The lending activity amongst first-home buyers moderated in April, reflecting the early impact of the COVID-19 outbreak, according to the latest figures from the Australian Bureau of Statistics (ABS).
Over the month, the number of loans to first-home buyers declined by 3.8%. However, their share of the overall owner-occupier lending commitments hit 36.7%, which is the highest since 2009.
"Despite the fall in new commitments for first home buyers, the series is 20.2% higher than the most recent low point in December 2018," said Adrian Kelly, president of the Real Estate Institute of Australia.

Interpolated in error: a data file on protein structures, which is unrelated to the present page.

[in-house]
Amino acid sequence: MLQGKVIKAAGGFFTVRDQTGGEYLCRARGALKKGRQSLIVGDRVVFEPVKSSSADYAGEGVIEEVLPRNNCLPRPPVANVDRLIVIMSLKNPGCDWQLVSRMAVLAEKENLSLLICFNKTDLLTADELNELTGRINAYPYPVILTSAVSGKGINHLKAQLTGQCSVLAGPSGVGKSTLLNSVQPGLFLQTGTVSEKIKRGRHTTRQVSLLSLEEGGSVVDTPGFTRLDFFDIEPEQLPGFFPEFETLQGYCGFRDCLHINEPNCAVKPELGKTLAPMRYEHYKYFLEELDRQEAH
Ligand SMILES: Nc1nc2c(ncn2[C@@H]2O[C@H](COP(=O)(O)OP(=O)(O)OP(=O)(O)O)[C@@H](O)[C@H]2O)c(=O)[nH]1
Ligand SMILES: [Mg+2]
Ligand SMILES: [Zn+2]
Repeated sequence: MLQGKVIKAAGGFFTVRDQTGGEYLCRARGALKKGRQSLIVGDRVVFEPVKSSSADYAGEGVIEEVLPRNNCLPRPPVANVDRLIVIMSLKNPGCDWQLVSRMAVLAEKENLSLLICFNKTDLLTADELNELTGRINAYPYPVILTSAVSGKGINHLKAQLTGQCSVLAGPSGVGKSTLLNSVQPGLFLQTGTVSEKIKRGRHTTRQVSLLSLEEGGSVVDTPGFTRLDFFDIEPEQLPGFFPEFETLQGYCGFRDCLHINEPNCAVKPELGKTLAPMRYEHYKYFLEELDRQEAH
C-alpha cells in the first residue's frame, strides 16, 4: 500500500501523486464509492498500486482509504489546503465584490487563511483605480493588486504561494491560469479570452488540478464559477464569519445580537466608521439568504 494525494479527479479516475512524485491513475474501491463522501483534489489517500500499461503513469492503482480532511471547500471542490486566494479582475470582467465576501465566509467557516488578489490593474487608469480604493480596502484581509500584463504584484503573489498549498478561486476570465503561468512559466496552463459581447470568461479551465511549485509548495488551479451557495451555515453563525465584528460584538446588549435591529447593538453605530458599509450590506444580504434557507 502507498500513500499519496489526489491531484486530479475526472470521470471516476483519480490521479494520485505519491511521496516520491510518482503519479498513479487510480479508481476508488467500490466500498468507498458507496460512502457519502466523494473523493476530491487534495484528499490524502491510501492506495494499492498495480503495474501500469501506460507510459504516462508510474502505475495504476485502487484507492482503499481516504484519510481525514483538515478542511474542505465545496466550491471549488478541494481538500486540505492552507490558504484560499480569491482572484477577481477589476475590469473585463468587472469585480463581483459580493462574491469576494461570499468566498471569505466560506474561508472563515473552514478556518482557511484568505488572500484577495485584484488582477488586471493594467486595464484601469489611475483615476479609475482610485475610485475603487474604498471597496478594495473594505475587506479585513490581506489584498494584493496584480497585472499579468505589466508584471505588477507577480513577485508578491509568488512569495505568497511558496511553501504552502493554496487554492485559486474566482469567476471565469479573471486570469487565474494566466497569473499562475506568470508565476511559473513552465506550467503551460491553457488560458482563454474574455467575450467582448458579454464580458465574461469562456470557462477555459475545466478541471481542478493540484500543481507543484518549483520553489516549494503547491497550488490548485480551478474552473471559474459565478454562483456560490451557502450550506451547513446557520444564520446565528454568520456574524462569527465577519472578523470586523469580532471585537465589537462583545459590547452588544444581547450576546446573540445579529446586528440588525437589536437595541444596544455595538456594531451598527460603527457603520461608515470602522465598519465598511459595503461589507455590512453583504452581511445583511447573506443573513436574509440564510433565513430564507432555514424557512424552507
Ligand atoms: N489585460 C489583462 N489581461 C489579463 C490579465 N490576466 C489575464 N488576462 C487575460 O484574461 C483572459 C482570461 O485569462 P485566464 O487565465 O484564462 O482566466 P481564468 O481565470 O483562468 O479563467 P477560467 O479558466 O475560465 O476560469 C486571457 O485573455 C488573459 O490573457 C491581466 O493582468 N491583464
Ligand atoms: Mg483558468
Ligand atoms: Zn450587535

Overall, the value of financing commencement for housing in Australia fell by 5% in April, primarily driven by the 6.3% slump in the owner-occupier loans for the purchase of existing dwellings.
"The value of new loan commitments for both owner-occupiers and investors displayed the largest fall in 12 months and the purchase of existing dwellings experienced the largest fall in over a decade" Kelly said.
Loans for the construction of new homes has yet to be affected by the COVID-19 outbreak. In fact, the segment reported a 2.9% in the month.
Tim Reardon, chief economist at the Housing Industry Association, said residential building activity is expected to decline throughout the year.
"The government's HomeBuilder scheme, First Home Loan Deposit Scheme and the various state stimulus programs will be important in mitigating the extent to which this downturn weighs on the post-COVID economic recovery," he said.